On 14 June 2017, flames engulfed a residential block of flats in West London. Seventy-two people lost their lives and many hundreds more were traumatised as a national ‘cladding crisis’ unfolded. Yet the Grenfell Tower fire was a disaster foretold – the culmination of successive decades of deregulation, corporate greed and institutional failure to learn from the lessons of past multiple-fatality fires. By advocating a historical approach spanning the twentieth century, Before Grenfell deepens our contemporary understanding of the events surrounding the disaster and reveals how past decisions taken by governments and industry bodies created the conditions under which the fire occurred. Drawing upon unexplored archives as well as extensive use of published records, Shane Ewen’s book traces the underlying causes of the fire through more than four decades of deregulation of fire precautions, scientific governance and building regulations by successive governments in thrall to the ideology of neoliberalism. In drawing upon several previous, and often forgotten, multiple-fatality fires, the book sheds light on the historic failures of policymakers to heed the lessons of the past in protecting vulnerable communities, arguing that good policymaking necessitates learning with history as well as learning from history.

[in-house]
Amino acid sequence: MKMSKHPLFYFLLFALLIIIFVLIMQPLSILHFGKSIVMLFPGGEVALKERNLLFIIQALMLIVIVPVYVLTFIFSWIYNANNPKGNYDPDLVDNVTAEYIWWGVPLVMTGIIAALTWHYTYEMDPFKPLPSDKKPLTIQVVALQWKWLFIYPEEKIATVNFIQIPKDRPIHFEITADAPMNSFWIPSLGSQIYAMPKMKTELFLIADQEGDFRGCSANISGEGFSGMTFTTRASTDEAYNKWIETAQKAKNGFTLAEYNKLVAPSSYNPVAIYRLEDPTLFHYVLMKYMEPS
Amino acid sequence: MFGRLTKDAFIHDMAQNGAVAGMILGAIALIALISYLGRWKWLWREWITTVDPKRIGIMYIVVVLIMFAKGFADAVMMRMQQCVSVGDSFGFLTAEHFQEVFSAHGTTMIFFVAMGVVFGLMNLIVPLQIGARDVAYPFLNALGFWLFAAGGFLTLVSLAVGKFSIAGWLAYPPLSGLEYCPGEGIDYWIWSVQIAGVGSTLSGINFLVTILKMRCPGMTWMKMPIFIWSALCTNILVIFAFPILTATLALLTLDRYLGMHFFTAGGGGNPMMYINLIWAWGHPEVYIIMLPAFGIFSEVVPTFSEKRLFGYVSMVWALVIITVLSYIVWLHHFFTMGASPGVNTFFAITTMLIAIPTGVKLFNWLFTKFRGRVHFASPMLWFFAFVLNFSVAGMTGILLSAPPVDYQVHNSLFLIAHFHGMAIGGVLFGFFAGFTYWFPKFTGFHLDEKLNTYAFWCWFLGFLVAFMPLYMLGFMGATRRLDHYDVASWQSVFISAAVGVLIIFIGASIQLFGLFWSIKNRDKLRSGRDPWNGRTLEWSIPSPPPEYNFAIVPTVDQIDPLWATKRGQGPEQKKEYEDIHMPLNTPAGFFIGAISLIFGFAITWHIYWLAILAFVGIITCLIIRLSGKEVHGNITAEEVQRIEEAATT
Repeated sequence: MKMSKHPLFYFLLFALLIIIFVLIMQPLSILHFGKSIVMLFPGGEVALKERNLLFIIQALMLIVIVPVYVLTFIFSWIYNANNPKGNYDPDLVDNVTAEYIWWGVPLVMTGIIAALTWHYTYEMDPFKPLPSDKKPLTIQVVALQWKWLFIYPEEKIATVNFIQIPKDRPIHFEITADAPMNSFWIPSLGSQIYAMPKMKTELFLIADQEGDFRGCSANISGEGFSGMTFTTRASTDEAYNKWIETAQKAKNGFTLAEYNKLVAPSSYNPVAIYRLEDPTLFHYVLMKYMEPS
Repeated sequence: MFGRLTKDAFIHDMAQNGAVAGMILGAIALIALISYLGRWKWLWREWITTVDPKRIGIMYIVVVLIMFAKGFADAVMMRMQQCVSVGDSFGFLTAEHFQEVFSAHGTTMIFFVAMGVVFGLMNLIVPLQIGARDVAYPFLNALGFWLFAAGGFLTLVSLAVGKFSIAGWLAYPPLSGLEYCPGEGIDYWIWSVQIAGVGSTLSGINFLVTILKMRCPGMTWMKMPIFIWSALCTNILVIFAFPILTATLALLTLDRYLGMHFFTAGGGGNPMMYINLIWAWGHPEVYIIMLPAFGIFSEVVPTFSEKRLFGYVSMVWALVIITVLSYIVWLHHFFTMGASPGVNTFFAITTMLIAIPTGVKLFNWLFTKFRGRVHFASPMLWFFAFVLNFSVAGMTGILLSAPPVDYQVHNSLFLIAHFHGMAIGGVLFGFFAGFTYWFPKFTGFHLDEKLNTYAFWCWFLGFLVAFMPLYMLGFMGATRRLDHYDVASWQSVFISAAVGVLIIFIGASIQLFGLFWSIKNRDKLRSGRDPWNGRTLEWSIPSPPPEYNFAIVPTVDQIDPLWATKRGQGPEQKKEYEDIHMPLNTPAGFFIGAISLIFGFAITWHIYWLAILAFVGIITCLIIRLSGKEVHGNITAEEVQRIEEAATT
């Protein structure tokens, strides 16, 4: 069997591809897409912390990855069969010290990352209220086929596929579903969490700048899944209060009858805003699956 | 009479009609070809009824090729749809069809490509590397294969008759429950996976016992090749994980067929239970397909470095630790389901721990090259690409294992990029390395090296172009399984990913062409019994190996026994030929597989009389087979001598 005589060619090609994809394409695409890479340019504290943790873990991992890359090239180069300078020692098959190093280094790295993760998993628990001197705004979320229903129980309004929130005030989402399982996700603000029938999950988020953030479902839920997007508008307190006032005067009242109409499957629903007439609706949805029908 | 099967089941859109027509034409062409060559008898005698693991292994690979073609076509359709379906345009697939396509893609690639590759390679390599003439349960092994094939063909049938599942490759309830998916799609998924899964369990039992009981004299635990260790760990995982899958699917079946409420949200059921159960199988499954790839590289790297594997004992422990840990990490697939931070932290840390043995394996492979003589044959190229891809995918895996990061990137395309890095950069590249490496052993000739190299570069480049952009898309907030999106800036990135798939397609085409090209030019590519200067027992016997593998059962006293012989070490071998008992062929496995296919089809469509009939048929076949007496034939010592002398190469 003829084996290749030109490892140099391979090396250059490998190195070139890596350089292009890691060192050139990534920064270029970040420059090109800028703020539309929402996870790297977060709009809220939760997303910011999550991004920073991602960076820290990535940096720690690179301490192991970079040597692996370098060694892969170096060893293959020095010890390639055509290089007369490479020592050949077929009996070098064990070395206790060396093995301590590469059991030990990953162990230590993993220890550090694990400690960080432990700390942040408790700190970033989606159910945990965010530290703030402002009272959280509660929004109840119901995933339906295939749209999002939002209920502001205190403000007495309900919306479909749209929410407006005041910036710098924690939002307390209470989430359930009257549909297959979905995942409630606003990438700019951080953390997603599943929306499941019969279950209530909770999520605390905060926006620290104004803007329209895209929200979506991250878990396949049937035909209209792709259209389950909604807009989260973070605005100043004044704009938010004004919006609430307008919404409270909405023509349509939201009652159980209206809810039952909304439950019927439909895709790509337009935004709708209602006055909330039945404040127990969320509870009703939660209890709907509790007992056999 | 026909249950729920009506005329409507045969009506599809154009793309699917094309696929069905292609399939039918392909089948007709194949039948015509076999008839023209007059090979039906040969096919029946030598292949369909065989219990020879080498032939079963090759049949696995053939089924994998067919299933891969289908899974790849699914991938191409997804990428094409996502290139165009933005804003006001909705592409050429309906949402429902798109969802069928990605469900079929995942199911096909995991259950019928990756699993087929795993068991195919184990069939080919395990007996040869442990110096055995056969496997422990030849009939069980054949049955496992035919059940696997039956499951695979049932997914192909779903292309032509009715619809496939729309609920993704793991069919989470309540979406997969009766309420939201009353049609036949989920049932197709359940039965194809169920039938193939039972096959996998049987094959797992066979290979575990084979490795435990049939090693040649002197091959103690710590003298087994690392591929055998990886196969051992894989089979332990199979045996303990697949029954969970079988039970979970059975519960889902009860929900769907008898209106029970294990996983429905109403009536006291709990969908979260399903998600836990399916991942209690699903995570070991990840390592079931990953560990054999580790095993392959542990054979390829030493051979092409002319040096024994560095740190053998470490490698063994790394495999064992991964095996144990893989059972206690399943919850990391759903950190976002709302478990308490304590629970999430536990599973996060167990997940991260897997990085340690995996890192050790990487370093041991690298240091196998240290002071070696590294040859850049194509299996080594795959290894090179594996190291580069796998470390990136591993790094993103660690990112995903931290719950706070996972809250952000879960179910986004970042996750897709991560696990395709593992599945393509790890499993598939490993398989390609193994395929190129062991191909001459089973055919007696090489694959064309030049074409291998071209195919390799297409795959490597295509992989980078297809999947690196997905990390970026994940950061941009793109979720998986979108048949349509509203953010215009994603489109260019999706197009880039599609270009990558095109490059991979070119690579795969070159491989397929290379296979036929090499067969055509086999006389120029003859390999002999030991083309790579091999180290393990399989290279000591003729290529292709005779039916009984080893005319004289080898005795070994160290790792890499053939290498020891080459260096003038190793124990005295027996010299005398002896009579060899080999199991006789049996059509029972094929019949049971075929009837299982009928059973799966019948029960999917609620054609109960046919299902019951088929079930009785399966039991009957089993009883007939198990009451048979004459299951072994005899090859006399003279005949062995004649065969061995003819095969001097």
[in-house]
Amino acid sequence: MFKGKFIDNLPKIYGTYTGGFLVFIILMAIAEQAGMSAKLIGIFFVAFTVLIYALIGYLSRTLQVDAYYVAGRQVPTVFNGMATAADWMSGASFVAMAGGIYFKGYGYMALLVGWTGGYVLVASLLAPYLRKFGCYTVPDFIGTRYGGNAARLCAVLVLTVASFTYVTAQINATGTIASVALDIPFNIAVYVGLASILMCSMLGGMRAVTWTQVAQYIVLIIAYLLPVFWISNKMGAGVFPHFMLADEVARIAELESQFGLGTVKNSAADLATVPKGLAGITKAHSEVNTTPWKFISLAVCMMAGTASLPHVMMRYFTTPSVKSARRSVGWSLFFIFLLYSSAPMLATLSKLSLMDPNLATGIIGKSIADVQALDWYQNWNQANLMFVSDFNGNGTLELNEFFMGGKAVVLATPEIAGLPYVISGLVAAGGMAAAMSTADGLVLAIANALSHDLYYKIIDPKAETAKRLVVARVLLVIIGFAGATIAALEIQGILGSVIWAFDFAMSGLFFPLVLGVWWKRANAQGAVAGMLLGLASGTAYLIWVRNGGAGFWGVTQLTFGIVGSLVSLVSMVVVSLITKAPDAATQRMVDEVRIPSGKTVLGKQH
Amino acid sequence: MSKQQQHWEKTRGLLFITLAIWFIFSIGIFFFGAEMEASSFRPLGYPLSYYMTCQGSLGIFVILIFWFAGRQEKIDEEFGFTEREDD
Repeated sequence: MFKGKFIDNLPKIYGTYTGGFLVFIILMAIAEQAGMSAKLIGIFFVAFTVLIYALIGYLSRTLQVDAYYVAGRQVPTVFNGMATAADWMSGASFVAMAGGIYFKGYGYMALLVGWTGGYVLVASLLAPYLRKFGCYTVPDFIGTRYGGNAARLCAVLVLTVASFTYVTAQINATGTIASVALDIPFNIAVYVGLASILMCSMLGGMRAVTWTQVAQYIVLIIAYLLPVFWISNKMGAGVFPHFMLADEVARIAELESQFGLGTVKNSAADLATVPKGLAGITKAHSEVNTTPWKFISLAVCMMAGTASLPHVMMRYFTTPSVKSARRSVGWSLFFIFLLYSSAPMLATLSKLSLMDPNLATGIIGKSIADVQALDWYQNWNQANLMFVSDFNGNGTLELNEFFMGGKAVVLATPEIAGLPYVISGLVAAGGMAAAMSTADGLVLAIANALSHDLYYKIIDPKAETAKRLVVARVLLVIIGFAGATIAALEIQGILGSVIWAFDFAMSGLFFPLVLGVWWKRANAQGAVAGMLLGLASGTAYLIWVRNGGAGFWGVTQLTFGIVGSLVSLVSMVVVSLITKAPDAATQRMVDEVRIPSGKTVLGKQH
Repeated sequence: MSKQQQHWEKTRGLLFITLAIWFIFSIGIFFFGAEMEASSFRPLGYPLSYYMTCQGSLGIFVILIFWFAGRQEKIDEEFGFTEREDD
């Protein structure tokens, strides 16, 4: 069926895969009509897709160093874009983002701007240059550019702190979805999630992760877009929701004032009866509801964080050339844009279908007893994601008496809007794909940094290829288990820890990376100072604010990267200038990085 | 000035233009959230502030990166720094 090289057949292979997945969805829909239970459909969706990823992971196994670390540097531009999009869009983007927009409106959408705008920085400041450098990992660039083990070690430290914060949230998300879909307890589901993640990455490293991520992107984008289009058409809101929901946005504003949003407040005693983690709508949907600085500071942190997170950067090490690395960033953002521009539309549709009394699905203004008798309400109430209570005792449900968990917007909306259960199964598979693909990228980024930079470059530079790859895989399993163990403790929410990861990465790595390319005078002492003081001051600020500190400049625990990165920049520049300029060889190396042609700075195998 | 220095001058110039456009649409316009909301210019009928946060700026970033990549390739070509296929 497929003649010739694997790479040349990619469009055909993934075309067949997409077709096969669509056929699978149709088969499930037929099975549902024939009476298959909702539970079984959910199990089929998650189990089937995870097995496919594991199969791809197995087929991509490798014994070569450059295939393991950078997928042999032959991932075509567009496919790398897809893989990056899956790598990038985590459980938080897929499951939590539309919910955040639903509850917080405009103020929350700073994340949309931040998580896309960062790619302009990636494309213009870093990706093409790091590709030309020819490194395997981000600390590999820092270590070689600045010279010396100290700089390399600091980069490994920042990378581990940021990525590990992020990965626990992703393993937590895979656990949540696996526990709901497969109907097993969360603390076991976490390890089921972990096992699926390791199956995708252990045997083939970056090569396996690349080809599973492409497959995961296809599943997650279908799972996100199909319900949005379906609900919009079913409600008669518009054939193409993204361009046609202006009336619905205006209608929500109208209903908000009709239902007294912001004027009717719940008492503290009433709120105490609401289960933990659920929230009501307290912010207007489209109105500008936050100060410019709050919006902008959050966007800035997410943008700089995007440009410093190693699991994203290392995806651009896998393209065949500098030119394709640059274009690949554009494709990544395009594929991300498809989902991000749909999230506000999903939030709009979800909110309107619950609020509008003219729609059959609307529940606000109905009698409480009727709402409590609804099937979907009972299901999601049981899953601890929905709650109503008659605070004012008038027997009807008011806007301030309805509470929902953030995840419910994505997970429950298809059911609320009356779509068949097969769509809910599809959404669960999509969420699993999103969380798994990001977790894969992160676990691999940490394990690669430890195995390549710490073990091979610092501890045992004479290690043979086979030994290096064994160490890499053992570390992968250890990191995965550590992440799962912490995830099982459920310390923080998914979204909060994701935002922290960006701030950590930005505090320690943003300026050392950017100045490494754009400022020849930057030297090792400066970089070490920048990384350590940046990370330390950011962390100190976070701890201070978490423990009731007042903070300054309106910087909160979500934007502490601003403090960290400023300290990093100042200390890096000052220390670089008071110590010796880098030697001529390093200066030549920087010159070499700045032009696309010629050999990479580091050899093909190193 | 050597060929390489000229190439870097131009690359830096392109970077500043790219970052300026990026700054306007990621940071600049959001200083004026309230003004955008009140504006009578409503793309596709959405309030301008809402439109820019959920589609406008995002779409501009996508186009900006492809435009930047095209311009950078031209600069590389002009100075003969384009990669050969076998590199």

Table of contents

Introduction: Multiple-fatality fires, deregulation and the value of ‘thinking with history’

  1. From byelaws to building regulations: recasting building control in Britain since the nineteenth century

  2. How red tape saves lives: the law on fire precautions in Britain since the 1970s

  3. The mixed economy of ‘scientific governance’ in twentieth-century Britain

  4. The path of least intervention in the ‘great unswept corner of English housing policy’: multiple-fatality fires in houses in multiple occupation in the 1980s and 1990s

Conclusion: The need to learn before and after Grenfell